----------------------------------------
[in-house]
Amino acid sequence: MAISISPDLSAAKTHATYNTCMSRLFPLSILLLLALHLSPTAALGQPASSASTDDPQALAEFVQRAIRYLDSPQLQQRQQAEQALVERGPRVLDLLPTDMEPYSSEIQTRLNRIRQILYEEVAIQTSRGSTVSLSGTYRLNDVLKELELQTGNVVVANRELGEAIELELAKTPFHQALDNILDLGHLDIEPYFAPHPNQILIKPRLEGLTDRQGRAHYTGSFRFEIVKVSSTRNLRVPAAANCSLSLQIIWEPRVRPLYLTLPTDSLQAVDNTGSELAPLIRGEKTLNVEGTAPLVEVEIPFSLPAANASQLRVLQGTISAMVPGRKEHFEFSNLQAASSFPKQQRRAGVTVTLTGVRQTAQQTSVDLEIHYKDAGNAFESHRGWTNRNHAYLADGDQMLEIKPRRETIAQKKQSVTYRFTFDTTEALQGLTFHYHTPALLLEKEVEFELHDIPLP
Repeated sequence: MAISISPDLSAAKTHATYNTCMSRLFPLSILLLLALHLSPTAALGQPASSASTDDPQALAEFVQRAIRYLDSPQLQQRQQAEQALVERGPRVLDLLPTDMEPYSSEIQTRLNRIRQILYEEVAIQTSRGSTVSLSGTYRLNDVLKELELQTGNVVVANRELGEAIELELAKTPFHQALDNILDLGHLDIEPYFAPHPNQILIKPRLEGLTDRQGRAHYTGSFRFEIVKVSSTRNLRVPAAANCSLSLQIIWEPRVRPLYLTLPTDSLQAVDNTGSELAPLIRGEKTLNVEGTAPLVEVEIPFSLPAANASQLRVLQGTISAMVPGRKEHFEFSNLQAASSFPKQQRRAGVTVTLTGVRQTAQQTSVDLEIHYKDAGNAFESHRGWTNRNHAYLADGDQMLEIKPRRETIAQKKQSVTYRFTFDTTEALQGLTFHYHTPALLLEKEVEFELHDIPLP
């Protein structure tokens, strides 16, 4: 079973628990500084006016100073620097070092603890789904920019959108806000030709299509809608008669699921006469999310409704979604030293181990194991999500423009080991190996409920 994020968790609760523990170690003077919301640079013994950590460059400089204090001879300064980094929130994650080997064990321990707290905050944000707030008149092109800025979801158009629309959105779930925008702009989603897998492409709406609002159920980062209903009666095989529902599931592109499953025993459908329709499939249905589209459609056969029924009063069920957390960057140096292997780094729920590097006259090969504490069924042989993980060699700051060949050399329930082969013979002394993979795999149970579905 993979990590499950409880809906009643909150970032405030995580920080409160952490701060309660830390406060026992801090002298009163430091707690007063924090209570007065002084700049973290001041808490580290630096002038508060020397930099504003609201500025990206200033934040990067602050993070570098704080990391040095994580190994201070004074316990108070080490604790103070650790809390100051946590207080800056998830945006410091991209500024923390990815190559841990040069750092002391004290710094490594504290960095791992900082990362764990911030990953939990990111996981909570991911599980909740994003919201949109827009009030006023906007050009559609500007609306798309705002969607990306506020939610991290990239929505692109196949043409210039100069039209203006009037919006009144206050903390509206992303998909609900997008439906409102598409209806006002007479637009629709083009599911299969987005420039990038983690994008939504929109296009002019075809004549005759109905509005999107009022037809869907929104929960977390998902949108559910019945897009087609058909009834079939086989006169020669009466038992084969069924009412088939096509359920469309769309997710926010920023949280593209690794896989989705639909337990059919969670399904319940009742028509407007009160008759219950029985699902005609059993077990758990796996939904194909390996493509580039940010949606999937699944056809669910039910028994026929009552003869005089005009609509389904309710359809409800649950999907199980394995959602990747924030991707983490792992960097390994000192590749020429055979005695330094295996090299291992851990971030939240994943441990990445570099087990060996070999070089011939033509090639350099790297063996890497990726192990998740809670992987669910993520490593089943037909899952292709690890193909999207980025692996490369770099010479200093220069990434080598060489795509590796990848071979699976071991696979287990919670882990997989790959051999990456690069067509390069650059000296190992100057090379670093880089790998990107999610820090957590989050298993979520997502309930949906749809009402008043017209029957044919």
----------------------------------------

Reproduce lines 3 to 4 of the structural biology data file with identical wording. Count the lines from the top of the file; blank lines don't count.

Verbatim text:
Repeated sequence: MAISISPDLSAAKTHATYNTCMSRLFPLSILLLLALHLSPTAALGQPASSASTDDPQALAEFVQRAIRYLDSPQLQQRQQAEQALVERGPRVLDLLPTDMEPYSSEIQTRLNRIRQILYEEVAIQTSRGSTVSLSGTYRLNDVLKELELQTGNVVVANRELGEAIELELAKTPFHQALDNILDLGHLDIEPYFAPHPNQILIKPRLEGLTDRQGRAHYTGSFRFEIVKVSSTRNLRVPAAANCSLSLQIIWEPRVRPLYLTLPTDSLQAVDNTGSELAPLIRGEKTLNVEGTAPLVEVEIPFSLPAANASQLRVLQGTISAMVPGRKEHFEFSNLQAASSFPKQQRRAGVTVTLTGVRQTAQQTSVDLEIHYKDAGNAFESHRGWTNRNHAYLADGDQMLEIKPRRETIAQKKQSVTYRFTFDTTEALQGLTFHYHTPALLLEKEVEFELHDIPLP
């Protein structure tokens, strides 16, 4: 079973628990500084006016100073620097070092603890789904920019959108806000030709299509809608008669699921006469999310409704979604030293181990194991999500423009080991190996409920 994020968790609760523990170690003077919301640079013994950590460059400089204090001879300064980094929130994650080997064990321990707290905050944000707030008149092109800025979801158009629309959105779930925008702009989603897998492409709406609002159920980062209903009666095989529902599931592109499953025993459908329709499939249905589209459609056969029924009063069920957390960057140096292997780094729920590097006259090969504490069924042989993980060699700051060949050399329930082969013979002394993979795999149970579905 993979990590499950409880809906009643909150970032405030995580920080409160952490701060309660830390406060026992801090002298009163430091707690007063924090209570007065002084700049973290001041808490580290630096002038508060020397930099504003609201500025990206200033934040990067602050993070570098704080990391040095994580190994201070004074316990108070080490604790103070650790809390100051946590207080800056998830945006410091991209500024923390990815190559841990040069750092002391004290710094490594504290960095791992900082990362764990911030990953939990990111996981909570991911599980909740994003919201949109827009009030006023906007050009559609500007609306798309705002969607990306506020939610991290990239929505692109196949043409210039100069039209203006009037919006009144206050903390509206992303998909609900997008439906409102598409209806006002007479637009629709083009599911299969987005420039990038983690994008939504929109296009002019075809004549005759109905509005999107009022037809869907929104929960977390998902949108559910019945897009087609058909009834079939086989006169020669009466038992084969069924009412088939096509359920469309769309997710926010920023949280593209690794896989989705639909337990059919969670399904319940009742028509407007009160008759219950029985699902005609059993077990758990796996939904194909390996493509580039940010949606999937699944056809669910039910028994026929009552003869005089005009609509389904309710359809409800649950999907199980394995959602990747924030991707983490792992960097390994000192590749020429055979005695330094295996090299291992851990971030939240994943441990990445570099087990060996070999070089011939033509090639350099790297063996890497990726192990998740809670992987669910993520490593089943037909899952292709690890193909999207980025692996490369770099010479200093220069990434080598060489795509590796990848071979699976071991696979287990919670882990997989790959051999990456690069067509390069650059000296190992100057090379670093880089790998990107999610820090957590989050298993979520997502309930949906749809009402008043017209029957044919």